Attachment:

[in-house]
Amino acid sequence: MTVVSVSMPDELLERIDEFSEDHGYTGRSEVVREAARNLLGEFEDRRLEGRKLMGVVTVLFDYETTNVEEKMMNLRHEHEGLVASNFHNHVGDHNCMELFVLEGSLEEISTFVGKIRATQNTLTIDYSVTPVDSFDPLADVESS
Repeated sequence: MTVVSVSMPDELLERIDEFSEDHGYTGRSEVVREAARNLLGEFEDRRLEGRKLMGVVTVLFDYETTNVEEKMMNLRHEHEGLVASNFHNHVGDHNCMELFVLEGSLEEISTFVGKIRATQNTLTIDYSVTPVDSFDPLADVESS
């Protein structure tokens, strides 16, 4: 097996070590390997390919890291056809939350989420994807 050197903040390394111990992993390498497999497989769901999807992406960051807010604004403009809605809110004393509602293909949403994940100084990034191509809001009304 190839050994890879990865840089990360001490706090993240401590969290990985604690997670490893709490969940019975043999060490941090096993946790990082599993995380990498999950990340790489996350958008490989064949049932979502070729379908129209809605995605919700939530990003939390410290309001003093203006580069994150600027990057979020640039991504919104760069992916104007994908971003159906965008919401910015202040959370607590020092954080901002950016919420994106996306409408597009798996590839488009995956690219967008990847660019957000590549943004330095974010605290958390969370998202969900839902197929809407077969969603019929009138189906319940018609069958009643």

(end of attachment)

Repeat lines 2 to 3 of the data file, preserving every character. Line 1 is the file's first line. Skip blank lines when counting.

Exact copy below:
Amino acid sequence: MTVVSVSMPDELLERIDEFSEDHGYTGRSEVVREAARNLLGEFEDRRLEGRKLMGVVTVLFDYETTNVEEKMMNLRHEHEGLVASNFHNHVGDHNCMELFVLEGSLEEISTFVGKIRATQNTLTIDYSVTPVDSFDPLADVESS
Repeated sequence: MTVVSVSMPDELLERIDEFSEDHGYTGRSEVVREAARNLLGEFEDRRLEGRKLMGVVTVLFDYETTNVEEKMMNLRHEHEGLVASNFHNHVGDHNCMELFVLEGSLEEISTFVGKIRATQNTLTIDYSVTPVDSFDPLADVESS